Tom Slade Boy Scout
Fitzhugh's purpose in writing it, at least initially, was to advertise a new organization called the Boy Scouts of America, and to encourage boys to join it.
In the Spring 2000 issue of “The Mystery and Adventure Series Review,” David M. Baumann published a great 13-page review of the entire Tom Slade series.
Here is an excerpt from Baumann's review:
Tom Slade, Boy Scout introduces us to Tom Slade, a hoodlum in Barrel Alley, the slum area of Bridgeboro, New Jersey. The standard PKF Boy Scout characters are also first seen here—those who, due to the popularity of these early Tom Slade books, became stars in their own series five to nine years later, as mentioned above.
The entry on Fitzhugh in Something About the Author suggests that Tom was “like Huck Finn.” It is a good description. Yet in the first book joining the Boy Scouts brings out his innate goodness. With right tutelage and opportunity, Tom turns into a fine young man and even hero. He becomes completely committed to Scouting and the virtues Scouting inspires. It is no wonder that the BSA was pleased with this opening story.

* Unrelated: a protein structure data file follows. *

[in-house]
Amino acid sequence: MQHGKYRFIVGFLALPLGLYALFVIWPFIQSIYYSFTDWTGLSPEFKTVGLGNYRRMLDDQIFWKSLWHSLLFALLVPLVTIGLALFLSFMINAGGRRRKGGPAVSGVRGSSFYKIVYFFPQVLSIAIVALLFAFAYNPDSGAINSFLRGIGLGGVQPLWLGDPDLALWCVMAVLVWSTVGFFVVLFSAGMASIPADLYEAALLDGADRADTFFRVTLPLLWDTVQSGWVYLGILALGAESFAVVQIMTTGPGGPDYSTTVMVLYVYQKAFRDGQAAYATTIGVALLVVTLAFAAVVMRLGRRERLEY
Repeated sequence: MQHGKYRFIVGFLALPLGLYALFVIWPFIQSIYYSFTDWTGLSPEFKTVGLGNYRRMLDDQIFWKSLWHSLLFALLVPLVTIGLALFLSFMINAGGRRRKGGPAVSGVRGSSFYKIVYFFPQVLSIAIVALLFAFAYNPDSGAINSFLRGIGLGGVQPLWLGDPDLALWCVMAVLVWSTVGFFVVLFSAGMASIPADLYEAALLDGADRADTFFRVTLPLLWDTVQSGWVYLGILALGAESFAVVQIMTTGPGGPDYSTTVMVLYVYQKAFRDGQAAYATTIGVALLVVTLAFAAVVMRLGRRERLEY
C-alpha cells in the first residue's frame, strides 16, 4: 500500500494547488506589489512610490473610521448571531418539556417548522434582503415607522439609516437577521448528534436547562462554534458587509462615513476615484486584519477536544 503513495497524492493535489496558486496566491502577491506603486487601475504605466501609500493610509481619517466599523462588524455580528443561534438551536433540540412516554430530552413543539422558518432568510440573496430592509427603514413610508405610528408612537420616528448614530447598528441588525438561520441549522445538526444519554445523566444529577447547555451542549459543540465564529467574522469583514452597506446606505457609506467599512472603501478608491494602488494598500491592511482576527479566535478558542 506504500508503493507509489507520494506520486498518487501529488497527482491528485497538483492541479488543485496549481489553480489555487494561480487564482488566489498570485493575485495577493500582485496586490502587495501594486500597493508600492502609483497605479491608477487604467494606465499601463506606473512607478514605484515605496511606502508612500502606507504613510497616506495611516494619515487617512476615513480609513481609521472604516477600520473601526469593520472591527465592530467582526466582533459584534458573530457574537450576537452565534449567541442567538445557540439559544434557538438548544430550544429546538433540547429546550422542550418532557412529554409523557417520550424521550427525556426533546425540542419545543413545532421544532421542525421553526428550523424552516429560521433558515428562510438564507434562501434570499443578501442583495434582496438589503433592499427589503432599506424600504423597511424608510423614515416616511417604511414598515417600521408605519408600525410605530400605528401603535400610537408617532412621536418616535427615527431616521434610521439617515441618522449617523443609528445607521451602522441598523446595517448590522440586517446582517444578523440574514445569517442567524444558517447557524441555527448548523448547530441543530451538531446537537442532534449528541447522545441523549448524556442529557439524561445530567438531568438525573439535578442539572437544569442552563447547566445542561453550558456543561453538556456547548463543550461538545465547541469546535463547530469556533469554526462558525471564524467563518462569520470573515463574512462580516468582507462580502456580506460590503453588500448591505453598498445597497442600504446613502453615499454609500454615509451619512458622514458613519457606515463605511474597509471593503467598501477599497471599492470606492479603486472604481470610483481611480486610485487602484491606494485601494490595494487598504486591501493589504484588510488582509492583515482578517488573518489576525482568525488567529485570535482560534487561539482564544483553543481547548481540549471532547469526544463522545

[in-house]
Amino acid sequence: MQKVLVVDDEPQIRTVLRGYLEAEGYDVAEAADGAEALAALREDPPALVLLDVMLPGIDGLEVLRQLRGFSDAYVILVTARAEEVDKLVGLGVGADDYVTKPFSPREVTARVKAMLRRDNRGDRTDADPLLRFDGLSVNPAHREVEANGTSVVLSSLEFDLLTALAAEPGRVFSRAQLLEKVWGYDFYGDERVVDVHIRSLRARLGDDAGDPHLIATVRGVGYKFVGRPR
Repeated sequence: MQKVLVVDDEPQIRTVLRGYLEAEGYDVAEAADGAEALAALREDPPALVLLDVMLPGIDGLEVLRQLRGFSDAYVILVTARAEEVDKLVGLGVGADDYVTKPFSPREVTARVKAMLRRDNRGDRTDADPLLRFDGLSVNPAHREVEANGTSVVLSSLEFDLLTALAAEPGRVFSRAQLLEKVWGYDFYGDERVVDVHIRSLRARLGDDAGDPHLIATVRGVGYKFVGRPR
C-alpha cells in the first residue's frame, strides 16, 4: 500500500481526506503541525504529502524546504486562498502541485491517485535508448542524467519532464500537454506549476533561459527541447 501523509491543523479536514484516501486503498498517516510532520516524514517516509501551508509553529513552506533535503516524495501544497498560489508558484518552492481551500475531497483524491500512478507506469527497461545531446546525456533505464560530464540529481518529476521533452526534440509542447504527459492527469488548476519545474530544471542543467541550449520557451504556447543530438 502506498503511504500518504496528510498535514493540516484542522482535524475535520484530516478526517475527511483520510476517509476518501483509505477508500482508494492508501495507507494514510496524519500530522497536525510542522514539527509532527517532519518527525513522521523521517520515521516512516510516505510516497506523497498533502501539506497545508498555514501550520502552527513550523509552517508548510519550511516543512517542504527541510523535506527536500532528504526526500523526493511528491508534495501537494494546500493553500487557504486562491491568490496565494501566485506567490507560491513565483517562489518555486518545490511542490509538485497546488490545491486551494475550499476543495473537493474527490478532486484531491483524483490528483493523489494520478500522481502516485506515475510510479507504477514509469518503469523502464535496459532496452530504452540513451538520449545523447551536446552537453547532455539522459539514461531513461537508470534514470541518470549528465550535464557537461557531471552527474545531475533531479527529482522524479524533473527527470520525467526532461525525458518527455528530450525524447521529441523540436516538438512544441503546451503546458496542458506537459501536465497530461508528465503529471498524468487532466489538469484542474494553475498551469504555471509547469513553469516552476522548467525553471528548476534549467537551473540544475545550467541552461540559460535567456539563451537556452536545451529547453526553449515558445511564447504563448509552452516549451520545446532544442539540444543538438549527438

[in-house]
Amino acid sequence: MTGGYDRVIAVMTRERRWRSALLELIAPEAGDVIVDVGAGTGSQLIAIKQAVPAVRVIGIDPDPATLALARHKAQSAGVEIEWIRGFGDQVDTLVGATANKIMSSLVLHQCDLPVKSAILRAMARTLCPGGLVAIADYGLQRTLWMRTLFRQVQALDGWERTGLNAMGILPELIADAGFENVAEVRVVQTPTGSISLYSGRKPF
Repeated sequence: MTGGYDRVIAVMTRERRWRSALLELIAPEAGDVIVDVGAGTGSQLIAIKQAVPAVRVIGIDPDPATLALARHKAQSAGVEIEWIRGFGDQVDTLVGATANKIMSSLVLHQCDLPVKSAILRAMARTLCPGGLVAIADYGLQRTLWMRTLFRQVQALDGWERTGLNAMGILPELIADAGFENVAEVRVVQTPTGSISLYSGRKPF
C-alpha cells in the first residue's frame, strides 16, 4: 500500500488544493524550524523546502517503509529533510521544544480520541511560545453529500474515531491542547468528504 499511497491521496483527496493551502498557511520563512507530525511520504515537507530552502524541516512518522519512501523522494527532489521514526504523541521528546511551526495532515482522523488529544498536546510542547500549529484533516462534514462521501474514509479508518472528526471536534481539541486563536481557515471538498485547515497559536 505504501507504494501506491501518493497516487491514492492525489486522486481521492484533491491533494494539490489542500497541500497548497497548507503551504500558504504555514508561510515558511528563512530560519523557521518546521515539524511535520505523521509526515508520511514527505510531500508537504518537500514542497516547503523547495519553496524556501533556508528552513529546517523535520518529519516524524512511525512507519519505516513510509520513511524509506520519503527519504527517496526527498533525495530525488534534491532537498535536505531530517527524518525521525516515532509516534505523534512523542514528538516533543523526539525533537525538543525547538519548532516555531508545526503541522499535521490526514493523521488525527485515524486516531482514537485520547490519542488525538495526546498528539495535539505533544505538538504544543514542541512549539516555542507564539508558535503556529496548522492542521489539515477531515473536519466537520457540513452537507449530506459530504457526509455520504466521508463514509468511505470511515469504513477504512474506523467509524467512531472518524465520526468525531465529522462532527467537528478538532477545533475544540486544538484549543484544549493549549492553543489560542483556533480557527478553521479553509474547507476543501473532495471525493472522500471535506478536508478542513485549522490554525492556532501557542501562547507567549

Now this was great news to Tom. He knew he was no gentleman; Mrs. Bennett had told him that. He knew he was a hoodlum; the trolley conductors had told him that. He knew that he was lazy and shiftless and unkempt and a number of other things, for the world at large had made no bones of telling him so; but never, never for one moment had he supposed that he was no sport. He had always believed that to hit a person with a stone and "get away with it" represented the very top-notch of fun and sporting proficiency.
A little way up the hill the boy suddenly turned and stood waiting for him. Tom was hardly less than amazed at this for he had thought that his pursuit was not known. When they came face to face Tom saw that it was none other than the “half-baked galook” Roy Blakeley.
MEET THE AUTHOR
Percy Keese Fitzhugh was an American author of nearly 100 books for children and young adults. He was born in Brooklyn, New York. He attended Pratt Institute in Brooklyn. He married Harriet (Hatti) Lloyd LePorte on July 13, 1900 in Kingston, Massachusetts. Bibliography »
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